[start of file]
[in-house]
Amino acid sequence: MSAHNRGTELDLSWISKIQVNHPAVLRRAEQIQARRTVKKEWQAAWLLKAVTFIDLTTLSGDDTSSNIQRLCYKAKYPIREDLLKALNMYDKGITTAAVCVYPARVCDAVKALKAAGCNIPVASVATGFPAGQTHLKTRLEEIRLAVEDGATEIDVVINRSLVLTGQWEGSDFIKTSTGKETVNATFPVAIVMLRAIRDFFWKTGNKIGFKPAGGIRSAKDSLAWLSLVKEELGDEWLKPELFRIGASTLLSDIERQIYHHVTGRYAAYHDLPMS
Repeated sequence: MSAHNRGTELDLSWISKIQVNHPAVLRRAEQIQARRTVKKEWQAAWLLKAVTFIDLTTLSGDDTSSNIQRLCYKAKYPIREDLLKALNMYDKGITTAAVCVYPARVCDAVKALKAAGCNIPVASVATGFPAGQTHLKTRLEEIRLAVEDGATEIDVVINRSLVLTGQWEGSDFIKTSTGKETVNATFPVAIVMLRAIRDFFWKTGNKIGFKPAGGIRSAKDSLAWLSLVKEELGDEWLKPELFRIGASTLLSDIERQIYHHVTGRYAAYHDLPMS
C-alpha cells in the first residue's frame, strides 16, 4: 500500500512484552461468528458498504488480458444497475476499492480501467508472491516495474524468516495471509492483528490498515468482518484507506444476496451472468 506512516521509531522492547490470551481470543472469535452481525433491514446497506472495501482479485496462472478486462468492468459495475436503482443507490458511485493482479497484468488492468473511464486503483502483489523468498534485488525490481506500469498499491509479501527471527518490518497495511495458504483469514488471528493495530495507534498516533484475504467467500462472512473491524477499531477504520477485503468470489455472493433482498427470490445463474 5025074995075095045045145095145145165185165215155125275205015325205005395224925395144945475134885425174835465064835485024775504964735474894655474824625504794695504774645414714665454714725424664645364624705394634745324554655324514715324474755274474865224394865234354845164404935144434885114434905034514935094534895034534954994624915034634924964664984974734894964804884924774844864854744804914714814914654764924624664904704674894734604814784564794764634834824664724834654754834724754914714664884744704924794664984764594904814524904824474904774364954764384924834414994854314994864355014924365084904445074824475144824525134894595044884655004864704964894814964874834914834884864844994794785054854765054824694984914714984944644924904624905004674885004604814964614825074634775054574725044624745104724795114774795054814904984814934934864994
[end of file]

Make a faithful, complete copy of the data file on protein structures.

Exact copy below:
[in-house]
Amino acid sequence: MSAHNRGTELDLSWISKIQVNHPAVLRRAEQIQARRTVKKEWQAAWLLKAVTFIDLTTLSGDDTSSNIQRLCYKAKYPIREDLLKALNMYDKGITTAAVCVYPARVCDAVKALKAAGCNIPVASVATGFPAGQTHLKTRLEEIRLAVEDGATEIDVVINRSLVLTGQWEGSDFIKTSTGKETVNATFPVAIVMLRAIRDFFWKTGNKIGFKPAGGIRSAKDSLAWLSLVKEELGDEWLKPELFRIGASTLLSDIERQIYHHVTGRYAAYHDLPMS
Repeated sequence: MSAHNRGTELDLSWISKIQVNHPAVLRRAEQIQARRTVKKEWQAAWLLKAVTFIDLTTLSGDDTSSNIQRLCYKAKYPIREDLLKALNMYDKGITTAAVCVYPARVCDAVKALKAAGCNIPVASVATGFPAGQTHLKTRLEEIRLAVEDGATEIDVVINRSLVLTGQWEGSDFIKTSTGKETVNATFPVAIVMLRAIRDFFWKTGNKIGFKPAGGIRSAKDSLAWLSLVKEELGDEWLKPELFRIGASTLLSDIERQIYHHVTGRYAAYHDLPMS
C-alpha cells in the first residue's frame, strides 16, 4: 500500500512484552461468528458498504488480458444497475476499492480501467508472491516495474524468516495471509492483528490498515468482518484507506444476496451472468 506512516521509531522492547490470551481470543472469535452481525433491514446497506472495501482479485496462472478486462468492468459495475436503482443507490458511485493482479497484468488492468473511464486503483502483489523468498534485488525490481506500469498499491509479501527471527518490518497495511495458504483469514488471528493495530495507534498516533484475504467467500462472512473491524477499531477504520477485503468470489455472493433482498427470490445463474 5025074995075095045045145095145145165185165215155125275205015325205005395224925395144945475134885425174835465064835485024775504964735474894655474824625504794695504774645414714665454714725424664645364624705394634745324554655324514715324474755274474865224394865234354845164404935144434885114434905034514935094534895034534954994624915034634924964664984974734894964804884924774844864854744804914714814914654764924624664904704674894734604814784564794764634834824664724834654754834724754914714664884744704924794664984764594904814524904824474904774364954764384924834414994854314994864355014924365084904445074824475144824525134894595044884655004864704964894814964874834914834884864844994794785054854765054824694984914714984944644924904624905004674885004604814964614825074634775054574725044624745104724795114774795054814904984814934934864994